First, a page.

A prominent theme of one of my favorite books, Zen and the Art of Motorcycle Maintenance, is the juxtaposition of two worldviews classified respectively as “Romantic” and “Classical”.

The Romantic viewpoint, tangibly represented by a shiny new BMW motorcycle, is one that does not obsess over details and has little desire to attain deep understanding of life’s motivations. Romantic practitioners favor polished systems that require little or no maintenance and prefer not to dirty their hands by digging inside those systems.

On the other hand, the Classical viewpoint, represented by an old Harley Davidson motorcycle, is one that is built upon attention to detail and analyzing every aspect of life. A Classical perspective is one that prides itself on full control and the ability to experiment and tinker independently to overcome life’s obstacles.

In the book, the Classical viewpoint is clearly favored. The author is constantly tinkering with his aging Harley Davidson and on several occasions his hands-on knowledge of the vehicle permits him to diagnose and repair it independently. In contrast, when there is a problem with the BMW motorcycle driven by the author’s acquaintance, professional repairs are required to fix the bike.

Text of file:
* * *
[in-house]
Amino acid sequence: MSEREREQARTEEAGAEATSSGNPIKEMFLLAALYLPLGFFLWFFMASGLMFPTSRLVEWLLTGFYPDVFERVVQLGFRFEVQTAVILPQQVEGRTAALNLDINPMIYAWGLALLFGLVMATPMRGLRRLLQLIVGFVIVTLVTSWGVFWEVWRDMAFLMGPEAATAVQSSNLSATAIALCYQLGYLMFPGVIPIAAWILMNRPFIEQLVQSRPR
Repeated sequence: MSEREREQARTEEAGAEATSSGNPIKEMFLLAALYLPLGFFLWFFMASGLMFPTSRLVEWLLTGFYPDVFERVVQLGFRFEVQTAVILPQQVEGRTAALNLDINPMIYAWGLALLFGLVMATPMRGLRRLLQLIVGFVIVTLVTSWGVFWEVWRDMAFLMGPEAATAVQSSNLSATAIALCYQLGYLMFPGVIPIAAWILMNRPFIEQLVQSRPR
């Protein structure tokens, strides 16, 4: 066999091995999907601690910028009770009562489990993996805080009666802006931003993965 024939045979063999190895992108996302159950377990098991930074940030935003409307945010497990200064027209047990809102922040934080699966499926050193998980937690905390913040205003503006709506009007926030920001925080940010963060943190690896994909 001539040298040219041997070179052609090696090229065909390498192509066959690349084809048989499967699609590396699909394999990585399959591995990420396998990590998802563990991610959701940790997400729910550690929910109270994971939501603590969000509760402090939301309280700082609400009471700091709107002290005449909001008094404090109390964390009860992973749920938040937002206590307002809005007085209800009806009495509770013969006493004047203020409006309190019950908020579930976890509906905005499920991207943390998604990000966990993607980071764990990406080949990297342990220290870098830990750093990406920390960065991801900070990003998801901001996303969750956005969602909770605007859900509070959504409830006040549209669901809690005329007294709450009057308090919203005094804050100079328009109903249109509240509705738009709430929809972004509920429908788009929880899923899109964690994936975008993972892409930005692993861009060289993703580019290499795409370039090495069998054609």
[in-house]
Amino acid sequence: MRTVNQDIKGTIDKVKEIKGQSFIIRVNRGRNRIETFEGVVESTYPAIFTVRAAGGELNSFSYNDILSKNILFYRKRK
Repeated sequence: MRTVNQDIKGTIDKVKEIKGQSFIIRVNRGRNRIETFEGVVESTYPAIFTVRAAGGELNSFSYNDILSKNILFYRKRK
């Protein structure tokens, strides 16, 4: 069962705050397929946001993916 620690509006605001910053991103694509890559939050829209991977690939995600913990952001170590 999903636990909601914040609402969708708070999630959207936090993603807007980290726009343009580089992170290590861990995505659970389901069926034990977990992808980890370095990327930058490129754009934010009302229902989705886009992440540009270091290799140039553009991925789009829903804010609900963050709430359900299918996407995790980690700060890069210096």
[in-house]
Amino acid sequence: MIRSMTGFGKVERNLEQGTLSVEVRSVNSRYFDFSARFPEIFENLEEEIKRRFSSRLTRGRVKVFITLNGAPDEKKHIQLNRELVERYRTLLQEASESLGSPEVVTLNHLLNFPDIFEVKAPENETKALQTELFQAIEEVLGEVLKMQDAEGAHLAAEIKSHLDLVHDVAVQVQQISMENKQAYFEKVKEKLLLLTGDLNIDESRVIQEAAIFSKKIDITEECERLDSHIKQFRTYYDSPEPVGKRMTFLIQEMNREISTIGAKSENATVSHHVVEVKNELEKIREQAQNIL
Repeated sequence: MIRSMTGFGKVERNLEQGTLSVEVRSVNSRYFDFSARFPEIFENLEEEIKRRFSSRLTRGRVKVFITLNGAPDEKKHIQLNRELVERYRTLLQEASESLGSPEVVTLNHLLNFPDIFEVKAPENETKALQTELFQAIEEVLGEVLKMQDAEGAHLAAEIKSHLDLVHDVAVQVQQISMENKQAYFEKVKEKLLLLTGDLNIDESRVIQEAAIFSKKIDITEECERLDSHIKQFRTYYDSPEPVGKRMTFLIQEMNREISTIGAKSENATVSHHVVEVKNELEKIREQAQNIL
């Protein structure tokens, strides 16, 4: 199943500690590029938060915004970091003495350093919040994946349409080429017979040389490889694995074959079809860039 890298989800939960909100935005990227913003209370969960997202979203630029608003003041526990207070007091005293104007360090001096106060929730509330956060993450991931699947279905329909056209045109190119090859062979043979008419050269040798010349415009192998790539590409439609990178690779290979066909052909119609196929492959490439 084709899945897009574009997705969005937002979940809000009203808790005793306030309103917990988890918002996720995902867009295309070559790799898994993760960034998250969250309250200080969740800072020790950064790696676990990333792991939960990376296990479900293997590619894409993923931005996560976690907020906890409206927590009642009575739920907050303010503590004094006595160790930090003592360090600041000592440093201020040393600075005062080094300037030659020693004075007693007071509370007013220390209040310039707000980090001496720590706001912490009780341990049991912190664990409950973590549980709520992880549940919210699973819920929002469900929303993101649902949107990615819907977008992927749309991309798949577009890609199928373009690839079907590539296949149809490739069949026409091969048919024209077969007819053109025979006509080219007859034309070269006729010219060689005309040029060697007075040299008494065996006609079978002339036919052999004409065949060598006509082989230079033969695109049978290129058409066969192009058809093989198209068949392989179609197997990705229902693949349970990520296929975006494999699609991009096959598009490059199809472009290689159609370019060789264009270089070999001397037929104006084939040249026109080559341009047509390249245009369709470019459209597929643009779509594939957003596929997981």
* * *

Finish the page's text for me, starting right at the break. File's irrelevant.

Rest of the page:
Let’s take this metaphor to the digital world. One of the great things about digital media is that tools exist to track user behavior. Tags, cookies, beacons and pixels all allow for a publisher or advertiser to see how people are interacting with their content or ads. Although the variety of available tracking tools is fairly standard, the application of those tools is currently a purely Classical system. In some ways it’s good that applying online tracking requires a lot of tinkering and hands-on knowledge. However, on the other hand, the practice as a whole is rife with inconsistencies because practically each instance of online tracking is a unique implementation. Even the seemingly insignificant difference of placing a spotlight/action tag at the top vs. the bottom of a webpage can lead to a 10%-30% discrepancy in a tracked metric.

Digital analytics and research, which relies on the data collected by online measurement, is (unfortunately) always influenced by the implementation of the often fickle online measurement tools.

When you’re riding down the highway on a motorcycle it’s good to know that you can tinker with your bike and repair it on the fly if necessary, however when it comes to the practice of digital analytics – which relies very heavily on the ability to isolate similar test and control groups – it’s far better to rely on a system that is slightly more structured and rigid.

In today’s world, due to the discrepancies in online tracking implementation, online research requires the comparison of campaigns that can be as disparate as a roaring pack of Harley Davidson’s. However, as technology progresses – and online tracking becomes more reliable and consistent – it will be as if we are all riding shiny new BMWs in perfect formation – which will allow for far more accurate online tracking and research.

I suppose the question is – who will create the BMW of the online tracking world?

Zen and the Art of Digital Analytics
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